Numbness is a symptom of many things, including just sitting in an odd position, so don’t dial 911 just because you temporarily lose feeling in your foot. But if one of your body parts has fallen asleep and can’t get up, it’s possible one of these conditions is throwing you out of whack.

Your immune system is attacking you

The first symptoms of Guillain-Barre syndrome are often “weakness and tingling in your extremities,” according to the Mayo Clinic. “These sensations can quickly spread, eventually (paralyze) your whole body.” That weakness could make it hard to walk, swallow your food and control your bladder or bowels. It could also come with a quick heartbeat, blood pressure changes and a hard time breathing.

Doctors don’t know exactly what causes this condition, in which your immune system targets your nerves, but many people have a respiratory infection or a stomach flu right before they come down with it.

Read: 5 Everyday Things That Can Make You Faint

You have a Biblical disease

Leprosy was a dreaded disease in ancient civilizations and it still hits us today with symptoms that include, in addition to numbness, skin growths and lesions, enlarged nerves, pain and muscle weakness. The bacterial infection can cause permanent damage if left untreated.

You are not getting enough vitamin B12

Vitamin B12 deficiency can present with numbness or tingling in your hands, legs and feet, and it can also come with trouble thinking, memory loss, weakness and fatigue, anemia, a swollen tongue, difficulty balancing, or even hallucinations, Harvard Medical School says. We need the vitamin to help us make red blood cells, among many other bodily functions, but we may not get enough of it in our diet. According to Harvard, vegetarians are particularly at risk because plants don’t make B12: “Strict vegetarians and vegans are at high risk for developing a B12 deficiency if they don’t eat grains that have been fortified with the vitamin or take a vitamin supplement.”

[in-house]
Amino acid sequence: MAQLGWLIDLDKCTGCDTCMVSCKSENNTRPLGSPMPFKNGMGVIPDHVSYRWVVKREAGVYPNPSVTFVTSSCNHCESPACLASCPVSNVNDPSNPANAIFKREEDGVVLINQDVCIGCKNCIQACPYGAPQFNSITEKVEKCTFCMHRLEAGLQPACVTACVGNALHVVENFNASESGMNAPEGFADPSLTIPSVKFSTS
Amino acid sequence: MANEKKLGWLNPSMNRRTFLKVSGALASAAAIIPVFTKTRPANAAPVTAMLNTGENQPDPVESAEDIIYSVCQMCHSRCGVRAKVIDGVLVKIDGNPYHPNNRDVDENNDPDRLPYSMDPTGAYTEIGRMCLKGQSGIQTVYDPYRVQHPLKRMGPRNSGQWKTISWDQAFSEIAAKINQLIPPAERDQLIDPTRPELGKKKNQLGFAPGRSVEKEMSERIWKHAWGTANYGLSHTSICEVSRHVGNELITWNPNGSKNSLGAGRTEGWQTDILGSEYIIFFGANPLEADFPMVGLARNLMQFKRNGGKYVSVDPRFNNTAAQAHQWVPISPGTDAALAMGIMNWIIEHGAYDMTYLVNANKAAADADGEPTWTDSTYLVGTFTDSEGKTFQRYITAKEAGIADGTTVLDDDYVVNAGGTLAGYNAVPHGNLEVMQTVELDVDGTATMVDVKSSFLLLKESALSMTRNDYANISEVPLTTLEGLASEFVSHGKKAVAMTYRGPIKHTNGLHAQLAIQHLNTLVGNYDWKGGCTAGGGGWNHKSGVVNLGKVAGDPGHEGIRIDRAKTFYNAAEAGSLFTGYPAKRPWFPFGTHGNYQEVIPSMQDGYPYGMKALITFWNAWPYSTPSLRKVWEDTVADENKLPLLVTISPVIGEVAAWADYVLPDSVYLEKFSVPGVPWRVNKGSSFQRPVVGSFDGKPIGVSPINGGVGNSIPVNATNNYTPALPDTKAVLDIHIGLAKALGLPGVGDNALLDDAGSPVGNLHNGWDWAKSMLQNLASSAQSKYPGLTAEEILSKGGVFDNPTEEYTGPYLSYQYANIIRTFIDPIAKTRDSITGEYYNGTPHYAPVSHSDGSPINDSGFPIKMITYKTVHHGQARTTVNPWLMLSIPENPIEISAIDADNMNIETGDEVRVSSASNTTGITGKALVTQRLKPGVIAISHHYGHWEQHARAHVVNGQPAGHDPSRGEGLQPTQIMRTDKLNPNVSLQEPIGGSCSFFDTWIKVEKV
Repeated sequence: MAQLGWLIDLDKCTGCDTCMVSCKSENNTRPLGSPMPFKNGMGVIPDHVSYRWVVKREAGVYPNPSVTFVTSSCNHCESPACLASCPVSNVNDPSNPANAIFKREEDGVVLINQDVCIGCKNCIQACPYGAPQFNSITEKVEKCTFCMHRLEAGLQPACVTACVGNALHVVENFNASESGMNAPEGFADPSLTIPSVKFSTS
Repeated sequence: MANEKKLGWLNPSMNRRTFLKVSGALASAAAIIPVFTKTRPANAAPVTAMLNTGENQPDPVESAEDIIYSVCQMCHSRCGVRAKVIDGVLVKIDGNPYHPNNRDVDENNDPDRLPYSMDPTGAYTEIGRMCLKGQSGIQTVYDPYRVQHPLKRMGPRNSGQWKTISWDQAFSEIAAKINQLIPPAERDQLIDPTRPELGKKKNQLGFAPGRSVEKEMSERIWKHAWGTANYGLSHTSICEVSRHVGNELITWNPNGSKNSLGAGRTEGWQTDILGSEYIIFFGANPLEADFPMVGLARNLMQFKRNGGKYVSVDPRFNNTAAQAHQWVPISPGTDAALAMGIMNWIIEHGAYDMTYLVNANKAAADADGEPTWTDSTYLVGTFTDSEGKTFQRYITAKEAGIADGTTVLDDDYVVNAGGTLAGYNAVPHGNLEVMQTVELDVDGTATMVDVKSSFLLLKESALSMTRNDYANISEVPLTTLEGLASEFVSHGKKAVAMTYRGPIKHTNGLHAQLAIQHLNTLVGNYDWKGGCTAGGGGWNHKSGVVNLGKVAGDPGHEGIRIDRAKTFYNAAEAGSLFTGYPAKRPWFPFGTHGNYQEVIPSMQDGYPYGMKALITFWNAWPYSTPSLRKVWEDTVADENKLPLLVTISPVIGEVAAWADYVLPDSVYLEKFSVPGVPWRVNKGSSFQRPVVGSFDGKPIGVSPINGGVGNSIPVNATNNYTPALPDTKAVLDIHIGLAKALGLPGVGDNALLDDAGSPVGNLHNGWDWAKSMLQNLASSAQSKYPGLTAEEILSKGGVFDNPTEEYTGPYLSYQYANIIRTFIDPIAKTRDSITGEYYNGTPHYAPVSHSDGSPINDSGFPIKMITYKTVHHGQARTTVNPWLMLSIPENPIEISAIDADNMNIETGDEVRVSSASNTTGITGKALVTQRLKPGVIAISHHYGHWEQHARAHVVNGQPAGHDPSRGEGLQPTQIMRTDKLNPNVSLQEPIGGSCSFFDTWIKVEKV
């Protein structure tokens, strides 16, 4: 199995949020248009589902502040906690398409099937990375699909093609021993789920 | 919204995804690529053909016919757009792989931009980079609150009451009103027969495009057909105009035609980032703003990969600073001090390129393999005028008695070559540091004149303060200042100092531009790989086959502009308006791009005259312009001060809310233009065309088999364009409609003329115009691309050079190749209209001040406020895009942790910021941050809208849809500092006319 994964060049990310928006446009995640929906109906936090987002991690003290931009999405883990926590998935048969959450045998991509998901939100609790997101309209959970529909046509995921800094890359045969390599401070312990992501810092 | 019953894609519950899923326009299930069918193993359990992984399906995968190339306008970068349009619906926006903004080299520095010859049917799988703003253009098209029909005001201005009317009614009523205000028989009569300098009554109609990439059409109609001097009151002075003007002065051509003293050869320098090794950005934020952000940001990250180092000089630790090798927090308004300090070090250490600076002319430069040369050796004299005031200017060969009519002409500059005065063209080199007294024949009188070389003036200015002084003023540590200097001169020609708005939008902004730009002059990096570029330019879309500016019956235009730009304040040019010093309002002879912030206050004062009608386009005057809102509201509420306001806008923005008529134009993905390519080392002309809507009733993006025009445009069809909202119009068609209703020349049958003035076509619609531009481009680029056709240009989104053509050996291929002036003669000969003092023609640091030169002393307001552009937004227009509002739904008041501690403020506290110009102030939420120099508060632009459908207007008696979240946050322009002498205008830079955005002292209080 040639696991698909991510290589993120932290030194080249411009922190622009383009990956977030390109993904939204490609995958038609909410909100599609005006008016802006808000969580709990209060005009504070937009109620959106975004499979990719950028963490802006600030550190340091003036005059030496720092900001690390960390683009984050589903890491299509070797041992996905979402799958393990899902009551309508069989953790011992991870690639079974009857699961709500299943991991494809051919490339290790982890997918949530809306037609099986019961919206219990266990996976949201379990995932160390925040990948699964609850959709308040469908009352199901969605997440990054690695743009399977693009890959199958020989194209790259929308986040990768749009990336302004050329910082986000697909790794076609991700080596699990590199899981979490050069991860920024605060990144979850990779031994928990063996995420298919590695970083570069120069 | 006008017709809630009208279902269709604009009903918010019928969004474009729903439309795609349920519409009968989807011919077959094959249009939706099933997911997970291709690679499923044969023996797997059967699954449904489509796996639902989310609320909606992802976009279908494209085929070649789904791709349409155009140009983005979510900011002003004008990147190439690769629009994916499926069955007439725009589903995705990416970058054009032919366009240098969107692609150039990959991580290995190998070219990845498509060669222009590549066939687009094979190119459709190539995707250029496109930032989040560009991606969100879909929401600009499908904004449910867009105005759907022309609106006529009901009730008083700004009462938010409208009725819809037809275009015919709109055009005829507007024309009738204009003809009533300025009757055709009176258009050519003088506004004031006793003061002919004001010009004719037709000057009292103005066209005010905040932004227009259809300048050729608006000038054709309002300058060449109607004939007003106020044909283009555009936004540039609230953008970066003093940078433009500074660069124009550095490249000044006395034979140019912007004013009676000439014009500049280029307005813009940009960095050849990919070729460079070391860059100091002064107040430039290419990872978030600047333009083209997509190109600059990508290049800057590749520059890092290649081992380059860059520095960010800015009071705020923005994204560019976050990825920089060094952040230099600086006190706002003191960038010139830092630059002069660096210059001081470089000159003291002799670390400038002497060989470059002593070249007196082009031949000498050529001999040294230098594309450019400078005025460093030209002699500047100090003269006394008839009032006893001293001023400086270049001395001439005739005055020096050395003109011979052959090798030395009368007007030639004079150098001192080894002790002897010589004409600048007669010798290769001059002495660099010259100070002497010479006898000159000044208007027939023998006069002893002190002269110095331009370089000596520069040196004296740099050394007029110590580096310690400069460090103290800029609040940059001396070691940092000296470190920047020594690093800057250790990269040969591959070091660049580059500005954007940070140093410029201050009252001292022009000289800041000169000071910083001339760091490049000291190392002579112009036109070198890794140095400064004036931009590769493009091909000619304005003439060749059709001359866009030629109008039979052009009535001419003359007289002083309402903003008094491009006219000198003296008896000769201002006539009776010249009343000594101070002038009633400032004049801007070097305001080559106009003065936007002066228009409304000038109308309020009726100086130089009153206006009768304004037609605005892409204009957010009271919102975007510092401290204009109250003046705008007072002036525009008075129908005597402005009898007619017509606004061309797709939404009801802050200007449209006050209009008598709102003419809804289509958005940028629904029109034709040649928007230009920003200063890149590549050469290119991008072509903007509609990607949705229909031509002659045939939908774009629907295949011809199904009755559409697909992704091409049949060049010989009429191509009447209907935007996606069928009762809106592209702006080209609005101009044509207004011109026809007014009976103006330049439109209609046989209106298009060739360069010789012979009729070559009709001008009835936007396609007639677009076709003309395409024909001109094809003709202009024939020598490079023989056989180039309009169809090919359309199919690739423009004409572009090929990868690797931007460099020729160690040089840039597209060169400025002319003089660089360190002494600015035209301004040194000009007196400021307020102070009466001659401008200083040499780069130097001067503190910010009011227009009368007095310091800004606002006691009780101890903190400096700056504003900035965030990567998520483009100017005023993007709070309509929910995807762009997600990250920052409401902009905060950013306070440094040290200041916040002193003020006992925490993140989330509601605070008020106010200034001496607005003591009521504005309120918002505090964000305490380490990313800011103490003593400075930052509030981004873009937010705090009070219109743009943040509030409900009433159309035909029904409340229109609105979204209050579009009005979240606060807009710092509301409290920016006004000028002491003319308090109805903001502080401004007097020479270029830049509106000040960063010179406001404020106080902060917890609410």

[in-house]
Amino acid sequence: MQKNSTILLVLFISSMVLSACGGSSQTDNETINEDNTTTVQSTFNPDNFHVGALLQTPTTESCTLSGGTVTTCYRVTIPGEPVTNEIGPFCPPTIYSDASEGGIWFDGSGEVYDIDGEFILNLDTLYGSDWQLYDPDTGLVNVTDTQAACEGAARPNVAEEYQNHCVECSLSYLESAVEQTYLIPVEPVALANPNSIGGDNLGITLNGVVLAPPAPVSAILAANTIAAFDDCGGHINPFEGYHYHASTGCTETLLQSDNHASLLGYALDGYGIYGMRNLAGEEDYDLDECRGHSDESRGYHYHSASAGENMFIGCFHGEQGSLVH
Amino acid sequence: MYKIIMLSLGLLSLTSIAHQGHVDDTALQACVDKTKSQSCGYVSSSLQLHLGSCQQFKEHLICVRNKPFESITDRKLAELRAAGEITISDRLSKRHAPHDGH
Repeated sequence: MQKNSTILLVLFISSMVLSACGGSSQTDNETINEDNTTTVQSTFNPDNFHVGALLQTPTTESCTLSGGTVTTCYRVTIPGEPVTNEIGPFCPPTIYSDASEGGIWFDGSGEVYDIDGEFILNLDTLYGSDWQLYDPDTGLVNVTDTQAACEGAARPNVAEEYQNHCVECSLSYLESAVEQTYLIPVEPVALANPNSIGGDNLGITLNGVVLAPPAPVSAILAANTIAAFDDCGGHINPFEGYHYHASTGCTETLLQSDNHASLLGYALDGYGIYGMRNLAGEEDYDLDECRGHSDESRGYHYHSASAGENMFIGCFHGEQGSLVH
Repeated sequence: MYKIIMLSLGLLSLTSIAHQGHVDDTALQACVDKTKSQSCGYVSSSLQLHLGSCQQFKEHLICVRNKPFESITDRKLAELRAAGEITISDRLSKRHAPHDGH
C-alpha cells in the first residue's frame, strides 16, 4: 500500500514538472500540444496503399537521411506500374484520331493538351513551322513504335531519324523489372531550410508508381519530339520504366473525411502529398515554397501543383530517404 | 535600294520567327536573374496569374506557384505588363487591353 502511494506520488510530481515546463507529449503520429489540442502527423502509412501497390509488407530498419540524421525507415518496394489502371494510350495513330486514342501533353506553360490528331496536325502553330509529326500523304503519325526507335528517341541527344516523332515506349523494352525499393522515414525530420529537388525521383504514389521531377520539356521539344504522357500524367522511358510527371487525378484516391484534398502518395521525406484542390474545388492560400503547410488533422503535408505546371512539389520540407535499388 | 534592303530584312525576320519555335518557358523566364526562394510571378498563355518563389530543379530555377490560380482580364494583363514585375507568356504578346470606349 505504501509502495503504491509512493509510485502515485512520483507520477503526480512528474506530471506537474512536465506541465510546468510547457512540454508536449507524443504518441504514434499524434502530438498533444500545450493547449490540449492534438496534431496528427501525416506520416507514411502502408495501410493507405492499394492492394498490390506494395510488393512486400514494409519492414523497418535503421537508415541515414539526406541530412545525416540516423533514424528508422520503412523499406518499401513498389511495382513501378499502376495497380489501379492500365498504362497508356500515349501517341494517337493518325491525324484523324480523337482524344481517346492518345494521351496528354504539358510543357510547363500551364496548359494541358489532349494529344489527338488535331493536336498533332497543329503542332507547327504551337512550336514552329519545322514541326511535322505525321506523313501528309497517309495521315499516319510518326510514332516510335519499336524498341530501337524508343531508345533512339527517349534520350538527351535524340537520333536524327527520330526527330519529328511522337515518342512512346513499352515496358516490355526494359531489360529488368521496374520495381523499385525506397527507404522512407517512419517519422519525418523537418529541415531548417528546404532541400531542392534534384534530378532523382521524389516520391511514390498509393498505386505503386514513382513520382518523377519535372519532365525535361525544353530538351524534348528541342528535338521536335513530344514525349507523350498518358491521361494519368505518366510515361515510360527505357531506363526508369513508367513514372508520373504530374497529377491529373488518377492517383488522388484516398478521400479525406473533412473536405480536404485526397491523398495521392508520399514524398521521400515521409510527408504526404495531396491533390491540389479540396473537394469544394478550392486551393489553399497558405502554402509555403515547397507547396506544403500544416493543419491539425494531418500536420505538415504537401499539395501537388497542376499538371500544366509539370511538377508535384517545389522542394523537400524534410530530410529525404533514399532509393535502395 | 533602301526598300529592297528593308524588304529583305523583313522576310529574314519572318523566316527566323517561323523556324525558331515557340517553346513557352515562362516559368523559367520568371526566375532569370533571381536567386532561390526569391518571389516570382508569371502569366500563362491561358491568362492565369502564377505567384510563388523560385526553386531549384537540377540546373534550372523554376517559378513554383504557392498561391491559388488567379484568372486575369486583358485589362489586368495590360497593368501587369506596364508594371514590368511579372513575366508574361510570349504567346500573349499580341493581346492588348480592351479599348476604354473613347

You have a genetic mutation

Charcot-Marie-Tooth disease is inherited and causes nerve damage as well as weak muscles. “Symptoms usually begin in your feet and legs, but they may eventually affect your hands and arms,” the Mayo Clinic says. “Foot deformities such as hammertoes and high arches are also common.”

People who have inherited the disease have genetic mutations that damage the nerves in their extremities or the protective layer around those nerves, making it harder for your brain to communicate with those parts of your body.

“That means some of the muscles in your feet may not receive your brain's signal to contract, so you're more likely to trip and fall,” the Mayo Clinic says. “And your brain may not receive pain messages from your feet, so if you've rubbed a blister on your toe, for example, it may get infected without your realizing it.”

See also:

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